The Florida Battle to Be No. 1

When Florida and Florida State clash, more than a US championship is at stake

By , Special to The Christian Science Monitor

Bob Woodruff would have been aghast. As head football coach and athletics director of the University of Florida in the 1950s, the late Mr. Woodruff never wanted to play Florida State. He didn't think the former women's school in Tallahassee, which took up football in 1947, was a suitable match for his proud and ancient (1906) program. Even when threat of action by the state legislature forced him to begin the series in 1958, Woodruff kept a hole card: He scheduled the first six games in Gainesville.

"So how did it come to this?" he would have asked today: No. 1 Florida vs. No. 2 FSU. This Saturday. In Tallahassee. Winner becomes the favorite for the national championship.

"You couldn't ask for it to be any better," says FSU's down-home head coach Bobby Bowden. This is the most momentous game in a series that has grown from an annual family squabble into a clash of perennial college football titans. Under head coach Steve Spurrier, Florida has captured five Southeastern Conference championships in the 1990s - the only SEC championships the orange-and-blue Gators have earned in 64 years. Last year, they fought for the national championship right down to the final losing game with Nebraska.

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Under Bowden, FSU has finished in the nation's top five teams for an NCAA record nine consecutive years - and won a national championship in 1993.

Yet, this is the first time both teams have been 10-0 - much less Nos. 1 and 2 - for their season-ending match. All 80,000 tickets in FSU's expanded stadium have been sold. ABC televises the game at high noon.

Since its inception, this match has always been more important to FSU and its fans, who resented Florida's traditional dominance in the battles for legislative money, media attention, and athletic superiority. And to Seminoles, the Gators' arrogance always showed when they met on the football field:

In 1962, Gator quarterback Tommy Shannon said, "[FSU] gets all the Florida rejects." In 1964, Gator players wore practice jerseys emblazoned "Never FSU Never." In 1982, Gator fans tore down the goalposts after a win over FSU - in Tallahassee.

Only in the past decade, as the garnet-and-gold clad Seminoles became TV darlings and won 10 games a year for 10 consecutive seasons, has the relationship begun to even up. Florida still leads the series 24-13-2. But a new generation of Florida fans claims FSU is the one with the superiority complex.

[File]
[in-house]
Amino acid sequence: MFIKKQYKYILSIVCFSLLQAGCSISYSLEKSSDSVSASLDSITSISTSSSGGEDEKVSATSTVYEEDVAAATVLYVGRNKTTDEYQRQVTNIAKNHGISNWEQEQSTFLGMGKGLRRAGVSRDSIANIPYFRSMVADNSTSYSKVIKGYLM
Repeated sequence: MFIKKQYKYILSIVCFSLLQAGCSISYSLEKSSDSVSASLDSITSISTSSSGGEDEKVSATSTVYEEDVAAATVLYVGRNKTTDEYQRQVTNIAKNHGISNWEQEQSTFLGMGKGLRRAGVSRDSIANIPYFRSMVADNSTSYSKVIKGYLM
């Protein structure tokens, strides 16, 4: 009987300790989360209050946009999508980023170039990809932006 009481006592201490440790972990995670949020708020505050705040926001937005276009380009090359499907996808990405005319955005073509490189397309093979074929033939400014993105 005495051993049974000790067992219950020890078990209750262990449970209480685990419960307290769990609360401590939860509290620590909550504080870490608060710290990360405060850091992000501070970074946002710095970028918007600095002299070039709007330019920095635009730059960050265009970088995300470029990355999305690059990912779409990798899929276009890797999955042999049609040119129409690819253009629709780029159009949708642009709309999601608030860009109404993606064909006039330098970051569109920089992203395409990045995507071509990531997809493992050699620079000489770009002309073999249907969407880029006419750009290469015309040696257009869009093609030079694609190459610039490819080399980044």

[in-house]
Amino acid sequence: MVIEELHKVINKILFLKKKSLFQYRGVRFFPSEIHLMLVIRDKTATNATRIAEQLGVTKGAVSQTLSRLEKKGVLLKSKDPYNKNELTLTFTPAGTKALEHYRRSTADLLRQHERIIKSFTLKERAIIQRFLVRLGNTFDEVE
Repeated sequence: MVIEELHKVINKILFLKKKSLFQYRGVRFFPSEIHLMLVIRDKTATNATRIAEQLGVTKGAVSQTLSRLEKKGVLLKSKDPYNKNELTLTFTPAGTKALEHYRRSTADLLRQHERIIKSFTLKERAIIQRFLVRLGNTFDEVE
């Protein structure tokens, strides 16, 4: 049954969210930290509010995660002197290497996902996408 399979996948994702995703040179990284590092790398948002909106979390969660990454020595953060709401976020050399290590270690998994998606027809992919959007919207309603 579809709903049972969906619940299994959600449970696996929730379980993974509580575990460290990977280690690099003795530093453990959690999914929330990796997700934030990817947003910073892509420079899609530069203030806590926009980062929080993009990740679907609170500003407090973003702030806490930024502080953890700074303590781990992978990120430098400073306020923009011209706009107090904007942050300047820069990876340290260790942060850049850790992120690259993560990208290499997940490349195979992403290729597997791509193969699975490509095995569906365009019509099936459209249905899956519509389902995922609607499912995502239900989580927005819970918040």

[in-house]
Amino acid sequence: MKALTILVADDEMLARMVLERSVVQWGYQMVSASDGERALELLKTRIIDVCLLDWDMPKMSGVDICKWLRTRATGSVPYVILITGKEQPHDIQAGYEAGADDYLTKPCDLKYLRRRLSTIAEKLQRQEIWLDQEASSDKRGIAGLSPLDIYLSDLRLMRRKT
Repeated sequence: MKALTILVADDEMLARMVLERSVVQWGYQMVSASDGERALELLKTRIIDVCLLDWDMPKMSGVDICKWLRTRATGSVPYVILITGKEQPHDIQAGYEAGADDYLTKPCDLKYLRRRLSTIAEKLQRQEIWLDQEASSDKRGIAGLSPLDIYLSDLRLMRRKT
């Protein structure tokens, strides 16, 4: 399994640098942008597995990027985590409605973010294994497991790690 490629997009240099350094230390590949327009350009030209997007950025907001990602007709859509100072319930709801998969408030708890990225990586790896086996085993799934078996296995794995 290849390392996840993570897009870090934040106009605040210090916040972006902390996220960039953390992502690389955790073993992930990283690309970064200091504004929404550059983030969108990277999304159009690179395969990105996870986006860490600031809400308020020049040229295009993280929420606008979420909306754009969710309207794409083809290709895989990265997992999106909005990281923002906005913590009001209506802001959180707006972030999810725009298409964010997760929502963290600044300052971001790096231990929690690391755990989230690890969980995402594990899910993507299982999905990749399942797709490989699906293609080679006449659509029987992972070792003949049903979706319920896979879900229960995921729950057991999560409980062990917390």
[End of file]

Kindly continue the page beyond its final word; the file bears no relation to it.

"[FSU] has the worst fans," says Gator booster Marj Hazouri. "I know they think we're the worst. But out of all the stadiums I've been in, that's where I've been treated the worst."

If there remains an inequality between the two programs, it may be in the warmth engendered by their two coaches. Spurrier is Florida's prodigal son, and least-liked personality. Son of a demanding Presbyterian minister from East Tennessee, he won the Heisman Trophy as a Florida quarterback in 1966, then became a journeyman pro player and coach. He returned to Gainesville in 1990, and quickly brought the Gators back from the abyss of an NCAA probation created by his predecessors. He's called a coaching genius, whose Fun 'N' Gun offense rips holes in defenses.

But his unrelenting criticism - some call it whining - of opponents, media, and even his players has earned him the nickname "Steve Superior," and made him the coach opponents most like to beat.

In contrast, Bowden, a self-effacing humorist and devout Christian, charms all he meets, even Gators. In 1976, the Alabama-reared Bowden took over an FSU program that had won only four games total in three seasons. He since has led FSU to 196 victories and 18 bowl games, has been affectionately dubbed "St. Bowden," and has become the fifth-winningest coach in Division 1-A history (269-81-4).

Of course, players will decide Saturday's game. And in a state that ranks with Texas and California as the nation's most fertile recruiting grounds, both schools are talent-rich.

Florida's star rides with quarterback Danny Wuerffel, a deeply religious young man with a clunky throwing motion, who nonetheless holds 35 records, including two NCAA passing records. He completes better than 6 passes out of every 10 - an NCAA best. He is a favorite to win the Heisman Trophy, after finishing second in the balloting last year.

FSU counters with tailback Warrick Dunn, whose oft-told tale of boyhood tragedy - his mother was a Baton Rouge, La., policewoman gunned down by robbers - has underlined his talent. A small speedster who changes directions like a water bug, he is FSU's alltime leading rusher.

But in a state where Gator-Seminole marriages are the norm, this isn't simply a game between young men. It is an affirmation of identity. It's a statement of character.

Forget the national championship. The winner gets to say, "Nyah, nyah, na-nyah, nyah," for the next year.

NO. 1 VS. NO. 2 IN DOLLARS, TOO

Saturday's clash between the Florida State Seminoles and the Florida Gators pits not only the two top-rated teams, but also the two best-paid coaches.

Gator coach Steve Spurrier pulls down the nation's top pay package - a deal worth more than $1 million a year.

FSU's Bobby Bowden is close behind at $975,000 - giving him the sole claim to No. 2 now that Lou Holtz of Notre Dame is stepping down. Coach Holtz also got $975,000.

The fat salaries rile some critics. Mr. Spurrier gets more than four times the pay of UF's president. But the Florida sports program has earned the school $9 million since 1986.

Spurrier could make more. A pro team this year offered him $12 million for a six-year deal.

- Staff writer

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